OncoCyte blood test to rule out lung malignancies heads for commercial launch following study

test tubes
The results support OncoCyte’s plans to make DetermaVu commercially available in the second half of this year, in what the company describes as a $4.7 billion market opportunity. (Pixabay)

OncoCyte has delivered new positive results from a study of its DetermaVu blood test for lung cancer, which is designed to rule out patients who have a suspicious lung nodule but do not require an immediate biopsy.

The test showed 90% sensitivity in spotting malignant nodules in a prospective study and 75% specificity in identifying those that were benign out of a cohort of 250 patient samples. In addition, the test made its determinations without including any clinical factors in its algorithm, such as the size of the lung nodule, the company said.

The test measures gene expression biomarkers related to a patient’s immune system response to early-stage lung cancer. OncoCyte believes its approach could have applications in detecting other early-stage cancers as well and has plans to study its use in other indications.


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“Physicians need better tools to diagnose malignant versus benign lung nodules in order to reduce the large number of unnecessary lung biopsies that create risks for patients and are costly to the healthcare system,” said OncoCyte President and CEO William Annett in a release.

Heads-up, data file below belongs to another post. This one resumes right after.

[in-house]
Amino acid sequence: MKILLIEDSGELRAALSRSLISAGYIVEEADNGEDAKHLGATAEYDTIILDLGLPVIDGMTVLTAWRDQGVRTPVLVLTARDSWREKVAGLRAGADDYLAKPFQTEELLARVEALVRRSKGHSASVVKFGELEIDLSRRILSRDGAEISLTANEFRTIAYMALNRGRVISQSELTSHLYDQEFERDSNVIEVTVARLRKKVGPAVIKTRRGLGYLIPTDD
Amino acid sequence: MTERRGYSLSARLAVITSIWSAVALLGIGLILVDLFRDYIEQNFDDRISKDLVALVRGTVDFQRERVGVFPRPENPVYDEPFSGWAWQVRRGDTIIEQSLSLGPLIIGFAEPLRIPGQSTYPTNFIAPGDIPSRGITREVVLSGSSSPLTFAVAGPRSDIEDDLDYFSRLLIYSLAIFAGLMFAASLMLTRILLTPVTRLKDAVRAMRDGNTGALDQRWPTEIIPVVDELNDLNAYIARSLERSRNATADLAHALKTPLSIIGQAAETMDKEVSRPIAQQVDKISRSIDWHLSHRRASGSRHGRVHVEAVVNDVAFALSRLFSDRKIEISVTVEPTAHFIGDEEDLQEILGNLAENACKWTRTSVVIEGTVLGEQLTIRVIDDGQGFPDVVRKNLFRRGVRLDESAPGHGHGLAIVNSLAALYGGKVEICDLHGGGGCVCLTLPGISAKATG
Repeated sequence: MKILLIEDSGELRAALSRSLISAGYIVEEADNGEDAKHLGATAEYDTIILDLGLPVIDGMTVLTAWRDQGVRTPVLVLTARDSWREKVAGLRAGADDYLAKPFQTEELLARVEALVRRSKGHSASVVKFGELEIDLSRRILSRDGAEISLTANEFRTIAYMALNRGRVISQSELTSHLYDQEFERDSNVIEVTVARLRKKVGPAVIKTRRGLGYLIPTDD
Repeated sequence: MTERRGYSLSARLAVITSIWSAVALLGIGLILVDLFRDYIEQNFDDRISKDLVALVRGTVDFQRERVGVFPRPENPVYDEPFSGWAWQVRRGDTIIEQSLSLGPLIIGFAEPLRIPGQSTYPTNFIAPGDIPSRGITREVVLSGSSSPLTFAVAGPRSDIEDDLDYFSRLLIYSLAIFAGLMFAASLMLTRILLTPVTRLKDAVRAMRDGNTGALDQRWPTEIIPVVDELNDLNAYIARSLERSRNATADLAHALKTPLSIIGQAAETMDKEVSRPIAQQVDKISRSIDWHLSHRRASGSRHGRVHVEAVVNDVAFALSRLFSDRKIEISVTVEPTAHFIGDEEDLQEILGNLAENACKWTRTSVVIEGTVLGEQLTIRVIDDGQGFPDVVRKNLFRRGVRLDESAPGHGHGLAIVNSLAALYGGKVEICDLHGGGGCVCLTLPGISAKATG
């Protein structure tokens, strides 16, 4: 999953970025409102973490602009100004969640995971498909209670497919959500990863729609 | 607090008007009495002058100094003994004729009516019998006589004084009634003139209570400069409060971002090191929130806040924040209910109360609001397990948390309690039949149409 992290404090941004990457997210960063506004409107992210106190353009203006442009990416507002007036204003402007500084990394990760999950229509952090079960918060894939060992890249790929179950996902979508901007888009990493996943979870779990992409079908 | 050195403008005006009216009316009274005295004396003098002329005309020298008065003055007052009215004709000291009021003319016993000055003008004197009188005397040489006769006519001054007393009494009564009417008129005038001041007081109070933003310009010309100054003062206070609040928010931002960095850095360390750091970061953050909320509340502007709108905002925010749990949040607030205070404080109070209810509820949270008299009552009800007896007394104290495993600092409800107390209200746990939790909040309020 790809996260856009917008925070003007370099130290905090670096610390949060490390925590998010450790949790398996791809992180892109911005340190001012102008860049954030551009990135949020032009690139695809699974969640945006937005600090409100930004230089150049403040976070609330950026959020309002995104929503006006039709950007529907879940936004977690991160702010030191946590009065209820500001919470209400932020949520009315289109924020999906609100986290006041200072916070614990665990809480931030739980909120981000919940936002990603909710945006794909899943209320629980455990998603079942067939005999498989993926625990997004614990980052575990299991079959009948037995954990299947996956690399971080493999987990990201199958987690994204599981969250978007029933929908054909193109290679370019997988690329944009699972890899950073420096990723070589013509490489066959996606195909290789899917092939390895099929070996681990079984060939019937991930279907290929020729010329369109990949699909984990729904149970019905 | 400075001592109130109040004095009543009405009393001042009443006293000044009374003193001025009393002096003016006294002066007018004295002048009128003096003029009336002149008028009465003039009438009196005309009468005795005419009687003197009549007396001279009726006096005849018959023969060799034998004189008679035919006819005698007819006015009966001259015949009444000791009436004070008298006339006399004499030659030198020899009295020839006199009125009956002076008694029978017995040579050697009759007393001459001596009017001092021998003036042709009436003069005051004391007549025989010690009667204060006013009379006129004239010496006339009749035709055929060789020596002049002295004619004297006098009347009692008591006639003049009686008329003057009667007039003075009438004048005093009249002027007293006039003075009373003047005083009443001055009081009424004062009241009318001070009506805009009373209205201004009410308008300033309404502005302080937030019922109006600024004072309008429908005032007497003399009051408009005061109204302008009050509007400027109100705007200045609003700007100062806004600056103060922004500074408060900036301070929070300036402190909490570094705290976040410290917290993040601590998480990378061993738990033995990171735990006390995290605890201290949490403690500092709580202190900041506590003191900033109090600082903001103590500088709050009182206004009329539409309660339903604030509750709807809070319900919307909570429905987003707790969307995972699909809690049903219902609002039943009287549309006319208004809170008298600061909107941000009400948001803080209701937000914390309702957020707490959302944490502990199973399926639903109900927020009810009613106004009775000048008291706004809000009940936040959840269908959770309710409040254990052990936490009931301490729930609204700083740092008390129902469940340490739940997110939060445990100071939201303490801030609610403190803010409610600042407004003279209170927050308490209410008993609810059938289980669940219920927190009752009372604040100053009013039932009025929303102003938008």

RELATED: OncoCyte tees up for lung cancer liquid biopsy launch

The results support OncoCyte’s plans to make DetermaVu commercially available in the second half of this year, in what the company describes as a $4.7 billion market opportunity. OncoCyte’s stock rose at least 200% on the news, to $5.46.

With follow-up biopsies of newly discovered lung nodules fetching an average of $15,000 each, not including the costs of complications and recovery, OncoCyte believes the specificity of its test could eliminate up to three-quarters of unnecessary procedures—reducing U.S. healthcare costs by potentially billions of dollars by directing patients with benign nodules to longer-term monitoring.

Other companies in the “rule-out” lung cancer space include Biodesix, which acquired its XL2 proteomic classifier test from Integrated Diagnostics last year. That test is currently gathering patient data through a registry program ahead of a wider commercial launch planned for later this year.

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